“For local beers I take bond notes because I pay suppliers with it. However, for imported spirits, beers and whiskies my charges are strictly in rands or American dollars. In that way I can restock and it makes sense because I pay duty for imports in foreign currency as demanded by the Zimbabwe Revenue Authority,” said a nightclub owner in Harare.
The country’s largest mobile money platform, Ecocash, has also created a US dollar wallet that is separated from bond note balances.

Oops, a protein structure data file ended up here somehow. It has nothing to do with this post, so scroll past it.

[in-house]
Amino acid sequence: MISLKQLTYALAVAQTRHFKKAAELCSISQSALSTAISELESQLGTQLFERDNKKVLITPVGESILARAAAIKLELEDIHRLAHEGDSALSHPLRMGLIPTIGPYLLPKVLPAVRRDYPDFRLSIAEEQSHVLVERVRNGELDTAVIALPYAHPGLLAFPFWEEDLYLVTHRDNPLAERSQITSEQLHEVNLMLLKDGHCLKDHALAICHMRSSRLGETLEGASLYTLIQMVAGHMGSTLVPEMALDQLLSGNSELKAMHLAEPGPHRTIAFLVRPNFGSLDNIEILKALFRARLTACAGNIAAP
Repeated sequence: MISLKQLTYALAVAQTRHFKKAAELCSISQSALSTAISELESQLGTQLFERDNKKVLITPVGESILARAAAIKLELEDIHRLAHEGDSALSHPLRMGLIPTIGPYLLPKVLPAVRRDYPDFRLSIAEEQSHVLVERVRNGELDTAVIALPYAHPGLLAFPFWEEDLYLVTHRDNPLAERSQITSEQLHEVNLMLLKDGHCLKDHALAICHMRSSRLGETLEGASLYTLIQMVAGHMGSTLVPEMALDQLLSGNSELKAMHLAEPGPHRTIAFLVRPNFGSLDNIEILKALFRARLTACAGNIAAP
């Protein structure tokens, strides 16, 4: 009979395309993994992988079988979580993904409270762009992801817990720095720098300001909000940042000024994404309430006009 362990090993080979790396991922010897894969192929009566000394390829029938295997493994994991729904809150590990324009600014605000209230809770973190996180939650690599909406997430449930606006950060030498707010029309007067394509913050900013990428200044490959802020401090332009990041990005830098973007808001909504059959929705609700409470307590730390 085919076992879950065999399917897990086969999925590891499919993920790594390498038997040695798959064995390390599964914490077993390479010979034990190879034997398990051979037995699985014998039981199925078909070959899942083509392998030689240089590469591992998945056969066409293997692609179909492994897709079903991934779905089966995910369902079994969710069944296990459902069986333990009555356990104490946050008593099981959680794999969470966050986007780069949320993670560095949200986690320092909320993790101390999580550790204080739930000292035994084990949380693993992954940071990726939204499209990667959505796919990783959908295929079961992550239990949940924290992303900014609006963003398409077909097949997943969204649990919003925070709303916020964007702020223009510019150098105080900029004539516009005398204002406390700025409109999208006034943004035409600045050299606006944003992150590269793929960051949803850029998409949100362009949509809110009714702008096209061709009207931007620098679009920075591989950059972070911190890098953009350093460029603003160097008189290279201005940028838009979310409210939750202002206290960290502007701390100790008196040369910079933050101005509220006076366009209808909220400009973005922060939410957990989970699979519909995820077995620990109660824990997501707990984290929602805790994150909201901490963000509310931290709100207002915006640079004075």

“The introduction of the EcoCash FCA wallet allows our customers and all foreign-exchange earners the convenience to ring-fence their funds in a digital FCA wallet while guaranteeing that they can transact or cash out the funds in the currency they cashed in, or transferred into the wallet,” said Econet subsidiary Cassava Smartech’s chief executive officer Eddie Chibi.
But still, government insists that there is parity between the bond note and the American dollar. As such, fuel dealers that get suppliers subsidised by the government are forced to charge in bond notes, making Zimbabwe the destination for the cheapest fuel in the region.